May 9, 1820 – November 2, 1882   
(aged 62)
January 31, 1864

January 2, 1865
Republican Succeeded from
Lieutenant
Governor
Vacant
18   Thomas Clement Fletcher
    January 21, 1827 – March 25, 1899   
(aged 72)
January 2, 1865

January 12, 1869
(term limited)
Republican 1864   George Smith
19   Joseph W. McClurg
    February 22, 1818 – December 2, 1900   
(aged 82)
January 12, 1869

January 4, 1871
(term limited)
Republican 1868 Edwin O. Stanard
20     B. Gratz Brown
    May 28, 1826 – December 13, 1885   
(aged 59)
January 4, 1871

January 3, 1873
(term limited)
Liberal Republican 1870   Joseph J. Gravely
(died April 28, 1872)
21     Silas Woodson
    May 18, 1819 – October 9, 1896   
(aged 77)
January 3, 1873

January 12, 1875
(term limited)
Democratic 1872 Charles Phillip Johnson
22   Charles Henry Hardin
    July 15, 1820 – July 29, 1892   
(aged 72)
January 12, 1875

January 8, 1877
(term limited)
Democratic 1874   Norman Jay Coleman
23   John Smith Phelps
    December 22, 1814 – November 20, 1886   
(aged 71)
January 8, 1877

January 10, 1881
(term limited)
Democratic 1876 Henry Clay Brockmeyer
24   Thomas Theodore Crittenden
    January 1, 1832 – May 29, 1909   
(aged 77)
January 10, 1881

January 12, 1885
(term limited)
Democratic 1880 Robert Alexander Campbell
25   John S. Marmaduke
    March 14, 1833 – December 28, 1887   
(aged 54)
January 12, 1885

December 28, 1887
(died in office)
Democratic 1884 Albert P. Morehouse
26   Albert P. Morehouse
    July 11, 1835 – September 23, 1891   
(aged 56)
December 28, 1887

January 14, 1889
(lost renomination)
Democratic Succeeded from
Lieutenant
Governor
Vacant
27   David R. Francis
    October 1, 1850 – January 15, 1927   
(aged 76)
January 14, 1889

January 9, 1893
(term limited)
Democratic 1888   Stephen Hugh Claycomb
28   William J. Stone
    May 7, 1848 – April 14, 1918   
(aged 69)
January 9, 1893

January 11, 1897
(term limited)
Democratic 1892 John Baptiste O'Meara
29   Lawrence Vest Stephens
    December 1, 1858 – January 10, 1923   
(aged 64)
January 11, 1897

January 14, 1901
(term limited)
Democratic 1896 August Henry Bolte
30   Alexander Monroe Dockery
    February 11, 1845 – December 26, 1926   
(aged 81)
January 14, 1901

January 9, 1905
(term limited)
Democratic 1900 John Adams Lee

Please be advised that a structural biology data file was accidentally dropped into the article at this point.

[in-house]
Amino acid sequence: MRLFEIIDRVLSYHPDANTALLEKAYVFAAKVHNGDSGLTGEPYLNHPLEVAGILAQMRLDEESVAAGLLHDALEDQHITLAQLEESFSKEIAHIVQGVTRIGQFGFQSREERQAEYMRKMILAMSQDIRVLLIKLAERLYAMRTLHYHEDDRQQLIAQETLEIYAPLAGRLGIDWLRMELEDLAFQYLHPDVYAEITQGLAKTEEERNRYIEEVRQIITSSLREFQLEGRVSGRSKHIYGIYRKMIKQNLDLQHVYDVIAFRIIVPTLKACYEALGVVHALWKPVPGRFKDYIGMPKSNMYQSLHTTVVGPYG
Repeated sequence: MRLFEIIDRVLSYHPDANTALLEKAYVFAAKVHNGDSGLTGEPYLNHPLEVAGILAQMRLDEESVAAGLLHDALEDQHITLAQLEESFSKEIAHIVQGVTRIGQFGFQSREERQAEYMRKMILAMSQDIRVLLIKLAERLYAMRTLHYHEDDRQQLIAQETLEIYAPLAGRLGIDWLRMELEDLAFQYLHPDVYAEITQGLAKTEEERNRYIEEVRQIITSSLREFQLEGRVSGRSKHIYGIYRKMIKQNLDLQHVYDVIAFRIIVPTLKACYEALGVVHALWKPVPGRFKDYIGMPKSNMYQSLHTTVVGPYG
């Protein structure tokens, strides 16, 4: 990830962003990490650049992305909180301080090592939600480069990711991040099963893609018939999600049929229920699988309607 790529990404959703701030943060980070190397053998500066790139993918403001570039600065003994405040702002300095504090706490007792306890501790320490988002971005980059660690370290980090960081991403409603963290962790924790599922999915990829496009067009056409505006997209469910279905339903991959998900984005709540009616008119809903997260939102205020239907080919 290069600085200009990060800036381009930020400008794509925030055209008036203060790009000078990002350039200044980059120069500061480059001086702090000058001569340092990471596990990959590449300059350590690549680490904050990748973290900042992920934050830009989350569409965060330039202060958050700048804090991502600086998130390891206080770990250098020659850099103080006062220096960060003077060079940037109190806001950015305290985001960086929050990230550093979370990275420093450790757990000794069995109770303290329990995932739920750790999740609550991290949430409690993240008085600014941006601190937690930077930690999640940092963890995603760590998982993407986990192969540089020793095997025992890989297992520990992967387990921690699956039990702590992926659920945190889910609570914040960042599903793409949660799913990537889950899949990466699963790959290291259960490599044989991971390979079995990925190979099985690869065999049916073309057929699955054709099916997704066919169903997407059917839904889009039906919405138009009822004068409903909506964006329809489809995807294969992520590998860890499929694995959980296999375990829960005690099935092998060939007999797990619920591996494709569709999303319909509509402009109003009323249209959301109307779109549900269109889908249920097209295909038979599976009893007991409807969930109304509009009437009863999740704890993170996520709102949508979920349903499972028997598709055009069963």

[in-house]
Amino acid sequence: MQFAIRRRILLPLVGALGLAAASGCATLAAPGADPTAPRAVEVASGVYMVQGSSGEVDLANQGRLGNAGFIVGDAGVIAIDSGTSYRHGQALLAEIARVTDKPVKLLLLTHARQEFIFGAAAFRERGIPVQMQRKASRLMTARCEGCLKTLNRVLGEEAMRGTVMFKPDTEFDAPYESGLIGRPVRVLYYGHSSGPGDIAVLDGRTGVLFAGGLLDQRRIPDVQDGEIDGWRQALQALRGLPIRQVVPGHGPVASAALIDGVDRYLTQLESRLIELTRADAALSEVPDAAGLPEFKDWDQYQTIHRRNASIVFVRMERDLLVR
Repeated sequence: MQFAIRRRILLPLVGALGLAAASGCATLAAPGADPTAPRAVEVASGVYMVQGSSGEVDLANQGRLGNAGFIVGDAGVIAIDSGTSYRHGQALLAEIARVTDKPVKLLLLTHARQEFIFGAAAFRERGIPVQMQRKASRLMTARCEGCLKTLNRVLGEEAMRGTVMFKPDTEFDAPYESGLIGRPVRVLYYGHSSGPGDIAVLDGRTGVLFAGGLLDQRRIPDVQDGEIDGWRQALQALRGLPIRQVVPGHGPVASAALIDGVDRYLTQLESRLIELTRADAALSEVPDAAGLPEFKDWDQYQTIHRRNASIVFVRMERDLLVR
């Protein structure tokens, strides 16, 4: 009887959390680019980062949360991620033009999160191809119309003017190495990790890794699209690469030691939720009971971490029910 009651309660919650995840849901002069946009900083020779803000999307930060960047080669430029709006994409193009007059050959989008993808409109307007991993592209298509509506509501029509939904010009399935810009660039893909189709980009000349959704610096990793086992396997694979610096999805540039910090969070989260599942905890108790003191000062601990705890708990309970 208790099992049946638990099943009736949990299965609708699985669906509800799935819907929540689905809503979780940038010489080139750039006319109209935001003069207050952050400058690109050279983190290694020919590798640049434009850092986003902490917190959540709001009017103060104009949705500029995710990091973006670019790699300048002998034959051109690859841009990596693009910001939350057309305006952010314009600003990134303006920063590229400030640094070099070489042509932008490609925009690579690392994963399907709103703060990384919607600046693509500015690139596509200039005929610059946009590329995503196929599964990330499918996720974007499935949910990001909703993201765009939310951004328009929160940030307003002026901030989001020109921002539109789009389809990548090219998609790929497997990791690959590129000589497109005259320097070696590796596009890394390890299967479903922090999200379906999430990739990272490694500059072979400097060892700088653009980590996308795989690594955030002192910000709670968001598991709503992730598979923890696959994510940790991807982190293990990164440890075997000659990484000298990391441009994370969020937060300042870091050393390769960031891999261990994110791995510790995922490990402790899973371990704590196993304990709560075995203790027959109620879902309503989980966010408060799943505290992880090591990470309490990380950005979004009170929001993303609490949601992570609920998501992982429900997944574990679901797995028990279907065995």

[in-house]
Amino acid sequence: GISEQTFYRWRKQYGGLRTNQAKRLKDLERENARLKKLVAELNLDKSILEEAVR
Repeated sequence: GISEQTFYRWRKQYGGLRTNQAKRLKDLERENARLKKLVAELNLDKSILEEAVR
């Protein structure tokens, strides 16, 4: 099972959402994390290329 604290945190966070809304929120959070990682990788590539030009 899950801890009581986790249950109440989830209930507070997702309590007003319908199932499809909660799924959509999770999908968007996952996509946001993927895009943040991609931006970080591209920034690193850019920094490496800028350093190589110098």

(resigned April 25, 1903)
Thomas L. Rubey
(appointed April 25, 1903)
31   Joseph W. Folk
    October 28, 1869 – May 28, 1923   
(aged 53)
January 9, 1905

January 11, 1909
(term limited)
Democratic 1904   John C. McKinley
32     Herbert S. Hadley
    February 20, 1872 – December 1, 1927   
(aged 55)
January 11, 1909

January 13, 1913
(term limited)
Republican 1908 Jacob Friedrich Gmelich
33     Elliot Woolfolk Major
    October 20, 1864 – July 9, 1949   
(aged 84)
January 13, 1913

January 8, 1917
(term limited)
Democratic 1912   William Rock Painter
34   Frederick D. Gardner
    November 6, 1869 – December 18, 1933   
(aged 64)
January 8, 1917

January 10, 1921
(term limited)
Democratic 1916 Wallace Crossley
35     Arthur M. Hyde
    July 12, 1877 – October 17, 1947   
(aged 70)
January 10, 1921

January 12, 1925
(term limited)
Republican 1920   Hiram Lloyd
36   Samuel Aaron Baker
    November 7, 1874 – September 16, 1933   
(aged 58)
January 12, 1925

January 14, 1929
(term limited)
Republican 1924 Phillip Allen Bennett
37   Henry S. Caulfield
    December 9, 1873 – May 11, 1966   
(aged 92)
January 14, 1929

January 9, 1933
(term limited)
Republican 1928 Edward Henry Winter
38     Guy Brasfield Park
    June 10, 1872 – October 1, 1946   
(aged 74)
January 9, 1933

January 11, 1937
(term limited)
Democratic 1932   Frank Gaines Harris
(died December 30, 1944)
39   Lloyd C. Stark
    November 23, 1886 – September 17, 1972   
(aged 85)
January 11, 1937

February 26, 1941
(term limited)[q]
Democratic 1936
40     Forrest C. Donnell